Transportation

Researcher: Gov Ignored Fix for "Nudie" Scanners

| by Mark Berman Opposing Views

There is apparently a cheap and easy fix to the problem people have with airport scanners, but researchers say the government turned it down.

 

Willard Wattenburg, who is affiliated with the Lawrence Livermore National Laboratory, one of the government's most prestigious institutes, said software could distort the images produced by the scanners. So instead of an accurate nude image, it would look like a reflection in a fun-house mirror.

Wattenburg told The Washington Post he offered the concept to the Department of Homeland Security four years ago, and was turned down.

"Why not just distort the image into something grotesque so that there isn't anything titillating or exciting about it?" Wattenburg said.

TSA spokesman Nick Kimball said he could not confirm Wattenburg's 2006 conversation with Homeland Security. "That was another administration," Kimball said.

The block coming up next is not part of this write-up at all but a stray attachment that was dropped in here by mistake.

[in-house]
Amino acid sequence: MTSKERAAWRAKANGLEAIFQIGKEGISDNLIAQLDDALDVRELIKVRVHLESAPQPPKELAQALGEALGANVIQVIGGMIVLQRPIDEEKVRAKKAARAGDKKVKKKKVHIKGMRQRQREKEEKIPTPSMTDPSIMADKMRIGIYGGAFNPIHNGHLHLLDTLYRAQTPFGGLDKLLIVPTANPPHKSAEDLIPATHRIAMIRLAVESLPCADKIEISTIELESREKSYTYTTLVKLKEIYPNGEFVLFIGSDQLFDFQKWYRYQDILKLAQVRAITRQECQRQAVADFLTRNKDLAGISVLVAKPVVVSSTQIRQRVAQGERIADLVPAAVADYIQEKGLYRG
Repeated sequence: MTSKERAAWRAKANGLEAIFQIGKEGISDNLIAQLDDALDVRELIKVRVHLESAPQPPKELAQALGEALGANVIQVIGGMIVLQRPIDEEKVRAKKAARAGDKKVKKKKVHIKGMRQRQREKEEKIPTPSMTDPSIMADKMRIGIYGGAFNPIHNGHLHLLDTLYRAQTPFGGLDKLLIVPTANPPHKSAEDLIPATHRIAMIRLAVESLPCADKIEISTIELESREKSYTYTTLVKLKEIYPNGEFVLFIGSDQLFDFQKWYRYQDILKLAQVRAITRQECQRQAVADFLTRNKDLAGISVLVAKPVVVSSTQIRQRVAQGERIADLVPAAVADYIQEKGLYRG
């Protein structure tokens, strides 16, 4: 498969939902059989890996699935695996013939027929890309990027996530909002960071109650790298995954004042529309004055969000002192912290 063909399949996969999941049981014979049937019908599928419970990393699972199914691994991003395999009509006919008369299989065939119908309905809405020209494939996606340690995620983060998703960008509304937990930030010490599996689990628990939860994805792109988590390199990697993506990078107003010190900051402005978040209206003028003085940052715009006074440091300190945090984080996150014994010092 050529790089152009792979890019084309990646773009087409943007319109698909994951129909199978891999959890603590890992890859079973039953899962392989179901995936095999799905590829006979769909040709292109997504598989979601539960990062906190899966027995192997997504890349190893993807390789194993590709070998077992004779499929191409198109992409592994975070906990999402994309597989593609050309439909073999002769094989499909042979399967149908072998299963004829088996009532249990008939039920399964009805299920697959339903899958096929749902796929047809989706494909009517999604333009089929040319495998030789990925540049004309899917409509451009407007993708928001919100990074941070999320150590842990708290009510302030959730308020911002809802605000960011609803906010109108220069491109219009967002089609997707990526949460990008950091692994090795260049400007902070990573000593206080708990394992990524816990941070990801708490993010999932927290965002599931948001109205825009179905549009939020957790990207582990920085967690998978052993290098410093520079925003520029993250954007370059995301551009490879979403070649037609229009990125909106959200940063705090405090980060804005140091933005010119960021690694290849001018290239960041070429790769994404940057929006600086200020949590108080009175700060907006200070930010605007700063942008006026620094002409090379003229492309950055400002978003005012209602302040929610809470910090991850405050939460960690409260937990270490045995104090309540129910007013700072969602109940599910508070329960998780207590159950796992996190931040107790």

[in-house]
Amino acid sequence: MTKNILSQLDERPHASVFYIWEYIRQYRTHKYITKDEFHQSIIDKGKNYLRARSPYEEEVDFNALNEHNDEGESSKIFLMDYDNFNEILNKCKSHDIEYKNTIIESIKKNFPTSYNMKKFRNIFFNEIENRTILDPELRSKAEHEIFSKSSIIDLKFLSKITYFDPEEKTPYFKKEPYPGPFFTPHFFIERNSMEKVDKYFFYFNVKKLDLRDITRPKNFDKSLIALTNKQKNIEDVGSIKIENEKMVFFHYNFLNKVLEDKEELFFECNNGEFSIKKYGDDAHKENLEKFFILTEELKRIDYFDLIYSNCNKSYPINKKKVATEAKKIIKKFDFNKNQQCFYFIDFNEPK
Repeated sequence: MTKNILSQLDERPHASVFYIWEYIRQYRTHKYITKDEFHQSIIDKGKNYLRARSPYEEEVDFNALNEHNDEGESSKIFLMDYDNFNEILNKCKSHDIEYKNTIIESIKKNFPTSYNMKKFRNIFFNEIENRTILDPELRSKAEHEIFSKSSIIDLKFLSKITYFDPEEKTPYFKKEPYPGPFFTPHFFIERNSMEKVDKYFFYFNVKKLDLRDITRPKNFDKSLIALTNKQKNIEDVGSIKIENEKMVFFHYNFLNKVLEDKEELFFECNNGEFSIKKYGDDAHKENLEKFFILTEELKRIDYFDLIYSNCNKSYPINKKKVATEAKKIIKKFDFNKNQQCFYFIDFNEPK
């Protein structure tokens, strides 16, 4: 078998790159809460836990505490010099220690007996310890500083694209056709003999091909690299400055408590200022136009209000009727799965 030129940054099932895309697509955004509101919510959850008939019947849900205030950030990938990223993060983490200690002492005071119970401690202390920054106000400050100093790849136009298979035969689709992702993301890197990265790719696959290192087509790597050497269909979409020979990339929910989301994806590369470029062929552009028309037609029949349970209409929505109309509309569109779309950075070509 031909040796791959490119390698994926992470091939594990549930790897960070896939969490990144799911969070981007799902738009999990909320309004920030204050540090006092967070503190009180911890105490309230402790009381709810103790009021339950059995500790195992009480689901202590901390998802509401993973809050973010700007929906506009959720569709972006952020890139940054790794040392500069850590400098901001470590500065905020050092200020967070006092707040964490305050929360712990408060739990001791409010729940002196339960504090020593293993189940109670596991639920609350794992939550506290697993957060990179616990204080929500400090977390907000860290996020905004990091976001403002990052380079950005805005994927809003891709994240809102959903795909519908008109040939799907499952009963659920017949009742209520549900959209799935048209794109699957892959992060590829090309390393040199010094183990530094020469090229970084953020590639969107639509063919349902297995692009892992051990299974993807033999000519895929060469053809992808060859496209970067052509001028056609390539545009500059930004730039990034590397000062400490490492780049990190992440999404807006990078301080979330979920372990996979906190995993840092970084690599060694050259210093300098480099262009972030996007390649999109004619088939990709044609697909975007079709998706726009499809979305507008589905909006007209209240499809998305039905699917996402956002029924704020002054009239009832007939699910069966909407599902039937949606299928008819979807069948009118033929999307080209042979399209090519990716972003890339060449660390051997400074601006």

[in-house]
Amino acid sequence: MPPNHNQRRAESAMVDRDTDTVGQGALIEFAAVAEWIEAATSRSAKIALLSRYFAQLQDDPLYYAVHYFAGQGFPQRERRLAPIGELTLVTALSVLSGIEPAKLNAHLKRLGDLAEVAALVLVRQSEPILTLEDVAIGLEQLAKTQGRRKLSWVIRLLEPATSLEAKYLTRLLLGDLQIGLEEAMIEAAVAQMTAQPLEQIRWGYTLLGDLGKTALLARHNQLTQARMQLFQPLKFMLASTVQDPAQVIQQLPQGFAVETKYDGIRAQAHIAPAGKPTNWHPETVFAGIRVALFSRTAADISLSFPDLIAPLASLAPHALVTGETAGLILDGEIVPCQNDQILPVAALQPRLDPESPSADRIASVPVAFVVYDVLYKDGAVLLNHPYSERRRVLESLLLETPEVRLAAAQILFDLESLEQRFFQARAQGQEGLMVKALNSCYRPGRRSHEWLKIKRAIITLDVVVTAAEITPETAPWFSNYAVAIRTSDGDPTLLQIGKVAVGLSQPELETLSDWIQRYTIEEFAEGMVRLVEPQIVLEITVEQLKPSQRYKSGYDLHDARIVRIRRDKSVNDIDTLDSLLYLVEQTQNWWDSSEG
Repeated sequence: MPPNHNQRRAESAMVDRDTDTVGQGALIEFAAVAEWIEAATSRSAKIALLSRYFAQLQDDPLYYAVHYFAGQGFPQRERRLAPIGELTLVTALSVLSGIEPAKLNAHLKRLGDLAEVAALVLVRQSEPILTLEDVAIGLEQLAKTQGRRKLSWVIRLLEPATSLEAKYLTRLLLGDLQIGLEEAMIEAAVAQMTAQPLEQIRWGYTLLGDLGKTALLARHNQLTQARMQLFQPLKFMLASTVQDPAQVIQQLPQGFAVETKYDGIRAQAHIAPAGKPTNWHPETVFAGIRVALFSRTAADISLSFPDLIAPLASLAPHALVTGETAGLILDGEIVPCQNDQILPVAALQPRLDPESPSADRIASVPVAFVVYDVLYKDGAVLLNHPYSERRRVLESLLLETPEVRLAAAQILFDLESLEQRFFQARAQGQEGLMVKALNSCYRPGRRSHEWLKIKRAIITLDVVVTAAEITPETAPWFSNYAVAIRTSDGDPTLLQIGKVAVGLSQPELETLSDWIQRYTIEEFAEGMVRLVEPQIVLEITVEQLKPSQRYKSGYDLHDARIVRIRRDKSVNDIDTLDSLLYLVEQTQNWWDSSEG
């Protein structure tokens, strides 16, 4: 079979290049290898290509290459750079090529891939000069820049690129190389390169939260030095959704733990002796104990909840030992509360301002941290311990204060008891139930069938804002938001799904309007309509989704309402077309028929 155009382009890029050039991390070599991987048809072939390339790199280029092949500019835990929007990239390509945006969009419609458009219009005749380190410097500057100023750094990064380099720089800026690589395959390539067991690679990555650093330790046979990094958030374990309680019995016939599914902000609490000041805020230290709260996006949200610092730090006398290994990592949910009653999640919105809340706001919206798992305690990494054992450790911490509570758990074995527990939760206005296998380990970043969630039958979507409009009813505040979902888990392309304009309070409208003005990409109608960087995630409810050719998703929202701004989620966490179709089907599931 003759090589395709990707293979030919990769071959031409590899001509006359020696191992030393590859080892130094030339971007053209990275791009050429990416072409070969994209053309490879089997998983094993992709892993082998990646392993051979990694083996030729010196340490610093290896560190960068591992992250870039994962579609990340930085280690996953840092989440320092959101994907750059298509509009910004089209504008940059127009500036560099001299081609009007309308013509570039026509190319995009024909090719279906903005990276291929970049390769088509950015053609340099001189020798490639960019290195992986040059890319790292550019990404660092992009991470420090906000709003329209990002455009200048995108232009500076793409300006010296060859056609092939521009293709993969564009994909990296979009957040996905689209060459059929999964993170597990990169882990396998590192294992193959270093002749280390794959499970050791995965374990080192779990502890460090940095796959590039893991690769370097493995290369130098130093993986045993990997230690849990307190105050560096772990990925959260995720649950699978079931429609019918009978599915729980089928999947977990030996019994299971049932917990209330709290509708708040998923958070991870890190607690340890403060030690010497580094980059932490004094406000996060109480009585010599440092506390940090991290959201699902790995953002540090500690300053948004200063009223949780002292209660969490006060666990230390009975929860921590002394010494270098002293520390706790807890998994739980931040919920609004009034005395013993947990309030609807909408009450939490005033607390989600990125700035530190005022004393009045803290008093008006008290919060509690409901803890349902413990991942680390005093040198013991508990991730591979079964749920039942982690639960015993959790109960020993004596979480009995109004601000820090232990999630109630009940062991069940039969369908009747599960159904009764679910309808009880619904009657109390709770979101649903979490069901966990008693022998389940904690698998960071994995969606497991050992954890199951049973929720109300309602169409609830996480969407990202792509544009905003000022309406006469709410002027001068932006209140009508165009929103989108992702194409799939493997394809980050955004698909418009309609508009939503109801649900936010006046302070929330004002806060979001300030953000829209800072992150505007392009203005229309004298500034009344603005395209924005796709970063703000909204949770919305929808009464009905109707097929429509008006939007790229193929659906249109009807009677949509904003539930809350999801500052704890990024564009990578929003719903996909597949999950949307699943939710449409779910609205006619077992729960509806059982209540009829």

Wattenburg predicted this problem when he heard the TSA was going to buy the "backscatter" scanners. "We knew what was going to happen," he said. "People are immediately going to scream like hell because they're taking the clothes off everybody."

Wattenburg said a Livermore colleague, Ed Moses, said to him, "There must be some way to modify the scanner images so that they do not reveal embarrassing things about a person's body profile."

Wattenburg sketched out a solution and gave it to Moses, whose computer experts refined the concept.

"Materials you were looking for would still be there, but body shapes wouldn't be apparent," Moses, the principal assistant director of the Livermore lab said. "From the point of view of imaging it's very straightforward."

Wattenburg said the fix would be almost immediate. "It's probably a few weeks' modification of the program," he said. "It's like changing the video card in your computer. They just strip out all the coding and put the very simple algorithm in. You could teach a kid how to do it."

Kimball said the TSA is working on development of scanner technology that would reduce the image to a "generic icon, a generic stick figure" that would still reveal potentially dangerous items."

He added, "It isn't up to the standard we would like, but it's getting close."